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Associations between self-harm and distinct types of impulsivity

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Chamberlain, SR 
Redden, SA 
Grant, JE 


OBJECTIVE: There is an ongoing debate regarding how self-harm should be classified. The aim of this study was to characterize associations between self-harm and impulsivity.

METHOD: Total 333 adults (mean [SD] age 22.6 (3.6) years, 61% male) were recruited from the general community. History of self-harm was quantified using the Self-Harm Inventory (SHI), which asks about 22 self-harm behaviors. Principal components analysis was used to identify latent dimensions of self-harming behaviors. Relationships between self-harm dimensions and other measures were characterized using ordinary least squares regression.

RESULTS: Principal Components Analysis yielded a three factor solution, corresponding to self-injurious self-harm (e.g. cutting, overdoses, burning), interpersonal related self-harm (e.g. engaging in emotionally or sexually abusive relationships), and reckless self-harm (e.g. losing one's job deliberately, driving recklessly, abusing alcohol). Regression modelling showed that all three dimensions of self-harm were associated with lower quality of life.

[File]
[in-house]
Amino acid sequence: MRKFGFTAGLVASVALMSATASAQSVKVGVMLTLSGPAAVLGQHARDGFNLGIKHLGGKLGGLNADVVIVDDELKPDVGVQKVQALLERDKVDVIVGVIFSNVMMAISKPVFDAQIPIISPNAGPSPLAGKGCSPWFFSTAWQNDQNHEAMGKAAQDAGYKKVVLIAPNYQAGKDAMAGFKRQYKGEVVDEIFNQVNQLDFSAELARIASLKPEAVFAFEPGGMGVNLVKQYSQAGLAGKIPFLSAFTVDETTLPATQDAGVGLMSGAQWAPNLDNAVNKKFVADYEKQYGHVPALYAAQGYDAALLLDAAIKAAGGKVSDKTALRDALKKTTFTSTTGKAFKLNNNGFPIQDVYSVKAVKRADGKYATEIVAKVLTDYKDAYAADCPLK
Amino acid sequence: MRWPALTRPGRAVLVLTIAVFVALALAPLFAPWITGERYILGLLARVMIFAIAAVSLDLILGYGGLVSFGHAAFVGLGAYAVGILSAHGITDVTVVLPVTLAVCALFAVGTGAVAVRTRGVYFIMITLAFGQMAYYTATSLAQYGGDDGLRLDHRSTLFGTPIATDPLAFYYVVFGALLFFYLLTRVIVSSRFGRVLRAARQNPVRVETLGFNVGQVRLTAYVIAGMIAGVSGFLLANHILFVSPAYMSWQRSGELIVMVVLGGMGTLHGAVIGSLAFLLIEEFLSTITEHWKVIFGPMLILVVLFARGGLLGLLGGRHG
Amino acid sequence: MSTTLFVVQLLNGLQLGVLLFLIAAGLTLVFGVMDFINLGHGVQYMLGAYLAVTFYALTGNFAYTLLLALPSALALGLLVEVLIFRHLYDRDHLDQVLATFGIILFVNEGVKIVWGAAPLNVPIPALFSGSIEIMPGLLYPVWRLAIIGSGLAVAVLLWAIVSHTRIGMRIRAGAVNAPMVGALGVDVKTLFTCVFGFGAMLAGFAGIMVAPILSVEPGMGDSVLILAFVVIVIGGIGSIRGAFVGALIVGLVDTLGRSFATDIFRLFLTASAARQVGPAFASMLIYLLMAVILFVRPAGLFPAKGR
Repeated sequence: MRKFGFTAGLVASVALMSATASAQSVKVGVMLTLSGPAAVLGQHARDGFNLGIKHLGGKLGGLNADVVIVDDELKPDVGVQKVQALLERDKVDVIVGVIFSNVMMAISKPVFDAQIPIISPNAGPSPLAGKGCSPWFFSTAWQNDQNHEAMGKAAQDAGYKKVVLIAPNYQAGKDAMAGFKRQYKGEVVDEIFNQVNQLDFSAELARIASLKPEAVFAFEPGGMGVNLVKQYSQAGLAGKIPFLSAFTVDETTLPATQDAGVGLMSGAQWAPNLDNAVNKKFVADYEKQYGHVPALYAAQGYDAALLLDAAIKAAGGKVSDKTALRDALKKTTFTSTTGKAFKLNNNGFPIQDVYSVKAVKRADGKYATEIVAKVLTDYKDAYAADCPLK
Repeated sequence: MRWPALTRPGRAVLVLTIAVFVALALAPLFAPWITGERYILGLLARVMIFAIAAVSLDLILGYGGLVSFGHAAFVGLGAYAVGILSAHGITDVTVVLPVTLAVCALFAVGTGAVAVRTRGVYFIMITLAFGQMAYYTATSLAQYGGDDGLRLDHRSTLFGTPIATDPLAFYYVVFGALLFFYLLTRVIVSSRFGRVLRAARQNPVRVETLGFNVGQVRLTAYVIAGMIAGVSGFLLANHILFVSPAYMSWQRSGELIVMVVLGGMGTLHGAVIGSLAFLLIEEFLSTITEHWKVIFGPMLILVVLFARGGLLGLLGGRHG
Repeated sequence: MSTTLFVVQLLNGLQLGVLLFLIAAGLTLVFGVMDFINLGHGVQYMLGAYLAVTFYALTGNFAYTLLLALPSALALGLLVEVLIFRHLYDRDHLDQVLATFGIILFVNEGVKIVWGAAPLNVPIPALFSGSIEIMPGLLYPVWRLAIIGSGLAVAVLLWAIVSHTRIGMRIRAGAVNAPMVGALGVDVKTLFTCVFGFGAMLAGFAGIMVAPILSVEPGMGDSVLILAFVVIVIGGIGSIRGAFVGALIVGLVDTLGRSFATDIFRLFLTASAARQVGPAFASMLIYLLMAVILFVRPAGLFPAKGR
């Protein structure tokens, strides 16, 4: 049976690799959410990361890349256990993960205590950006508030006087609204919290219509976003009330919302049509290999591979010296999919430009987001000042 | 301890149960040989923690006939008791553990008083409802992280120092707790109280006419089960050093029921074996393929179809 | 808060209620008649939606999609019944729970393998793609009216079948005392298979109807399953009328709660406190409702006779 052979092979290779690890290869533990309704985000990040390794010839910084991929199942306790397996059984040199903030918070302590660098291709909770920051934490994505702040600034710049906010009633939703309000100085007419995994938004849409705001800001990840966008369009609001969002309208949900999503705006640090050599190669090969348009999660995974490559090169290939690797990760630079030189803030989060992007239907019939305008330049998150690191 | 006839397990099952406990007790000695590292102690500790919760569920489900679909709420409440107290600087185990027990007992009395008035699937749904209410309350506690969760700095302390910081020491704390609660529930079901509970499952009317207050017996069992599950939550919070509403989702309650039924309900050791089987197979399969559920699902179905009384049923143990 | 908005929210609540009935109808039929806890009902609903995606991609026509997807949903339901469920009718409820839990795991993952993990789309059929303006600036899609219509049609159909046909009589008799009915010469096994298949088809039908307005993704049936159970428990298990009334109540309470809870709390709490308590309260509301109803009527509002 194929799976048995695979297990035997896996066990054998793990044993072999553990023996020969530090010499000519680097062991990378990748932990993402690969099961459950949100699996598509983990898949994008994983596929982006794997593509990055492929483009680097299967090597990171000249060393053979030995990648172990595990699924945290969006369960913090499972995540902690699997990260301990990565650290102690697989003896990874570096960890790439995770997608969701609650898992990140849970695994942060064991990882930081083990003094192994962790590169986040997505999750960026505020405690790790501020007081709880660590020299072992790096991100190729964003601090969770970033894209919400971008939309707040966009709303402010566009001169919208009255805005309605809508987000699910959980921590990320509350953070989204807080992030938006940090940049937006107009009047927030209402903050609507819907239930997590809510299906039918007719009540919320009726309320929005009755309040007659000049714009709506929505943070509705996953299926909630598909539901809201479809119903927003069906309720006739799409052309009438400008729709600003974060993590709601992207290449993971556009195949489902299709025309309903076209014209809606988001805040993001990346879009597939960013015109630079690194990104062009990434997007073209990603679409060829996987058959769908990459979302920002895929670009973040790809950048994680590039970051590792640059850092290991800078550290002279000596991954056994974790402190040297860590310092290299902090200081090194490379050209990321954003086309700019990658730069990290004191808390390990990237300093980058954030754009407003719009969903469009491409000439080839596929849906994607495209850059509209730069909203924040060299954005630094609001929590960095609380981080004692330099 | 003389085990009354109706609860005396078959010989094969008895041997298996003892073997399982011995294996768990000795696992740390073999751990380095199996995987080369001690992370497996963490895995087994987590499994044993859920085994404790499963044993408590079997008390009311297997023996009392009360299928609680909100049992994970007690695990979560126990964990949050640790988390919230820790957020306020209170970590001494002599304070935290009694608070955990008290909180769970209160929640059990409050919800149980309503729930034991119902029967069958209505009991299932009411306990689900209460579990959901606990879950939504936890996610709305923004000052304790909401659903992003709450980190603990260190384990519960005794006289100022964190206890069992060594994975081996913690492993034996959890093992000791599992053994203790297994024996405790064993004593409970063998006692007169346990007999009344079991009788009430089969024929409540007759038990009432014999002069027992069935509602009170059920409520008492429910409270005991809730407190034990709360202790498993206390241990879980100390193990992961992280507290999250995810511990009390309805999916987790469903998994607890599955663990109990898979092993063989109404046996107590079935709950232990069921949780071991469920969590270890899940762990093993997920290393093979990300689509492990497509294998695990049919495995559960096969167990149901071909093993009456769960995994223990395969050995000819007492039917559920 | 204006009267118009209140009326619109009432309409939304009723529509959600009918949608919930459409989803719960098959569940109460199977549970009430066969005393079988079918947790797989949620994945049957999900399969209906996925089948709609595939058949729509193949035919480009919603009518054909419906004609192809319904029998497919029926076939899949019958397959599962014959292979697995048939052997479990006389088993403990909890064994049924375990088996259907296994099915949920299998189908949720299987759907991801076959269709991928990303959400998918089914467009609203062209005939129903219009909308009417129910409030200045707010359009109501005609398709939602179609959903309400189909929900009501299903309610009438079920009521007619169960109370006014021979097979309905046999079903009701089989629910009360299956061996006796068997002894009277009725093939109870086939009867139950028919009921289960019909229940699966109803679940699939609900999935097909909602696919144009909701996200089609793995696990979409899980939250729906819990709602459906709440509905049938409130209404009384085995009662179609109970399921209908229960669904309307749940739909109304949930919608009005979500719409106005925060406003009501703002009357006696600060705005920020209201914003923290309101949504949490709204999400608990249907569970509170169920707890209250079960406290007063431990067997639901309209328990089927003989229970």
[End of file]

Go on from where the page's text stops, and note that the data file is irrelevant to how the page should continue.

CONCLUSIONS: This study suggests the existence of three distinct subtypes or 'latent factors' of self-harm: all three appear clinically important in that they are linked with worse quality of life. Clinicians should screen for impulse control disorders in people with self-harm, especially when it is self-injurious or involves interpersonal harm.



Cognition, Impulsive, Impulsivity, Suicidality

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Psychiatry Research

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Wellcome Trust (110049/Z/15/Z)
This research was supported by a grant from the National Center for Responsible Gaming to Dr. Grant, by a grant from the Academy of Medical Sciences to Dr. Chamberlain, and by a Welcome Trust Intermediate Clinical Fellowship to Dr. Chamberlain (Reference 110049/Z/15/Z).